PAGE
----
Water & Oceans

‘Big Fish’ Report Hooks Prize With Look at Aquaculture and Environment

The challenges of sustainable aquaculture are at the heart of an extensive reporting project recognized in the Society of Environmental Journalists’ most recent round of reporting awards. In this Inside Story Q&A, Hakai Magazine’s founding editor, Jude Isabella (pictured at left), and author Brian Payton share insights into the series, which looks closely at the industry and its environmental costs.

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Dam Secrecy Exposes Public to Dam Disasters

A growing number of U.S. dams are in poor condition — with potentially lethal results. But the latest WatchDog Opinion argues that equally troubling is that that information is kept secret from the public and journalists in a national database.

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Going Beyond Sensational Drought Headlines Gives Local Audiences News They Need

As drought continues to afflict the southwestern United States, New Mexico PBS correspondent and producer Laura Paskus writes that environmental journalists must bring home its impact on local communities, while translating the science, making the connection with climate change and holding public officials accountable. Plus, reporting resources and a reminder that the story is too big for any one journalist.

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Septic Systems Often Hide Neglected Local Stories

Millions of Americans rely on their own onsite wastewater treatment, commonly known as septic systems. And many of those systems are connected to private wells. But unless they are properly sited, designed, built and maintained, they can contaminate drinking water, bringing dangerous waterborne illnesses. The latest TipSheet explains how to turn this often ignored issue into a local story.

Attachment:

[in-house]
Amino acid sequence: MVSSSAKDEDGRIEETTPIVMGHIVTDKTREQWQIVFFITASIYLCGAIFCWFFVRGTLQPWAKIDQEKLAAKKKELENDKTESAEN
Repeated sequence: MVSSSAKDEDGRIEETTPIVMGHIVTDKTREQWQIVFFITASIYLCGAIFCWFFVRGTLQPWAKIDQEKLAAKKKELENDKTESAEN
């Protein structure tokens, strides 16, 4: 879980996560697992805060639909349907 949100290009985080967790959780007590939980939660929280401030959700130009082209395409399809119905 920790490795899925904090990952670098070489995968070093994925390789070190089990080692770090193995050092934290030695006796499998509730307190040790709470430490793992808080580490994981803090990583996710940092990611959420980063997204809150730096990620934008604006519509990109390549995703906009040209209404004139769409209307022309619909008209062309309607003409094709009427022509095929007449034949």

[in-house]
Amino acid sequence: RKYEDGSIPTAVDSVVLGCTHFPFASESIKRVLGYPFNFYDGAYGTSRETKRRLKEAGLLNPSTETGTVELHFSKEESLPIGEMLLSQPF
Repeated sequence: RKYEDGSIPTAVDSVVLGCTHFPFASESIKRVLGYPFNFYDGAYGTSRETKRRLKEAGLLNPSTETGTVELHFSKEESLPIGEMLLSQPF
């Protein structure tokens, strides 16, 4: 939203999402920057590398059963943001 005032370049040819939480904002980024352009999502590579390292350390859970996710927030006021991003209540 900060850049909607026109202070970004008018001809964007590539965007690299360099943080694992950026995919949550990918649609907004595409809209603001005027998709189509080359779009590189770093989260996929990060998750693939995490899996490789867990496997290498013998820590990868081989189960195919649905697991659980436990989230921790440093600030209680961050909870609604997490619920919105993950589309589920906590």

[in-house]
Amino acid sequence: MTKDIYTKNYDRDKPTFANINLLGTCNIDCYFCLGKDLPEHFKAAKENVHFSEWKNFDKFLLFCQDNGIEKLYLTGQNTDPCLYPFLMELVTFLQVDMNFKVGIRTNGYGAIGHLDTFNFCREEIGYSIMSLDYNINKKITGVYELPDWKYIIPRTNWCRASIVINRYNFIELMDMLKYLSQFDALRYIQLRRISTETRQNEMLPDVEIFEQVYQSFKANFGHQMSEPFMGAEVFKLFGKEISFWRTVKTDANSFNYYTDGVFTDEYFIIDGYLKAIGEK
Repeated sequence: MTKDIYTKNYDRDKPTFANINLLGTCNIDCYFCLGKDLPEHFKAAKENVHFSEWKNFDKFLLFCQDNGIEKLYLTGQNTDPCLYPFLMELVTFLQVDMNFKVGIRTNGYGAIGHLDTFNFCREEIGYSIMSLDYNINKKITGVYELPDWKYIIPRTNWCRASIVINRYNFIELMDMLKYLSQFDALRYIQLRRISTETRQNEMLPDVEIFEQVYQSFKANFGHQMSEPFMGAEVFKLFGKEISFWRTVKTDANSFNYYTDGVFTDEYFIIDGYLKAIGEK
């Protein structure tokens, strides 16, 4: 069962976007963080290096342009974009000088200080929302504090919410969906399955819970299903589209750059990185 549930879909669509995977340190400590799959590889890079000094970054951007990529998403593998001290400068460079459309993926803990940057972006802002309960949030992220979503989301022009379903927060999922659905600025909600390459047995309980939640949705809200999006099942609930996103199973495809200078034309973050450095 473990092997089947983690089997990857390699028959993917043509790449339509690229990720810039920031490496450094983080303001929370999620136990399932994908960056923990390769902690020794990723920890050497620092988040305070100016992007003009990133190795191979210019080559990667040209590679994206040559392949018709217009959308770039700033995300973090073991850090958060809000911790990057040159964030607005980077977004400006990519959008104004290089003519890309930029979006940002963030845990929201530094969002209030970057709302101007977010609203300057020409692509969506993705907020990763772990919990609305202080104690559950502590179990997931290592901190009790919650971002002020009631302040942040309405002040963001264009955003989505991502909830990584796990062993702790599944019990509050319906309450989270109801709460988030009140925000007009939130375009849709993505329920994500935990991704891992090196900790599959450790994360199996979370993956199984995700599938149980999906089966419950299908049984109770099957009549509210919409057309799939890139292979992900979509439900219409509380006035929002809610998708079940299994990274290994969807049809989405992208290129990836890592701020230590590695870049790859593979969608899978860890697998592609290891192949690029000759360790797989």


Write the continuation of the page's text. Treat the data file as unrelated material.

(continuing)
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There Are a Lot More Than 10 Endangered Rivers. Is One Near You?

An annual list of endangered rivers is out, but with it the journalism just begins, since there are numerous troubled river systems, most likely including one near you. The latest TipSheet details how the endangered river list can serve as a template for local reporting and provides story ideas, questions to ask and resources to tap for your coverage.

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‘The Green Years’ — When the Environment Eclipsed Politics

There was a moment within living memory when Democrats and Republicans came together — in a time of extraordinary political turmoil — to pass landmark legislation to clean U.S. waters, limit toxic substances and pesticides, and empower the government to protect the environment. BookShelf’s Nano Riley reviews a new book that explores that time, and which speculates on why things have changed.

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Grantee Wades Into Surprising Blue-Green Algae Problem

A chance encounter with a social media post from a retired government official led environmental journalist Sharon Oosthoek on a virtual, pandemic-era journey deep into the waters of Lake Superior to chase down an algal bloom. In her contribution to FEJ StoryLog, Oosthoek shares how she leveraged the tip into a grant that allowed her and her TV channel partner to produce a multi-part text, video, engagement and teaching project.

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Houston and Other Disasters at #SEJ2022

If it often feels like the world of environmental journalism is all dour worry over our collective futures, resident humorist David Helvarg is here to remind you that our present is just as scary — if for different, and funnier, reasons. In his latest lampoon of the Society of Environmental Journalists’ annual conference, Helvarg shares his trademark jests from Houston. Plus, (straighter) reportage from the gathering at the conference coverage page.

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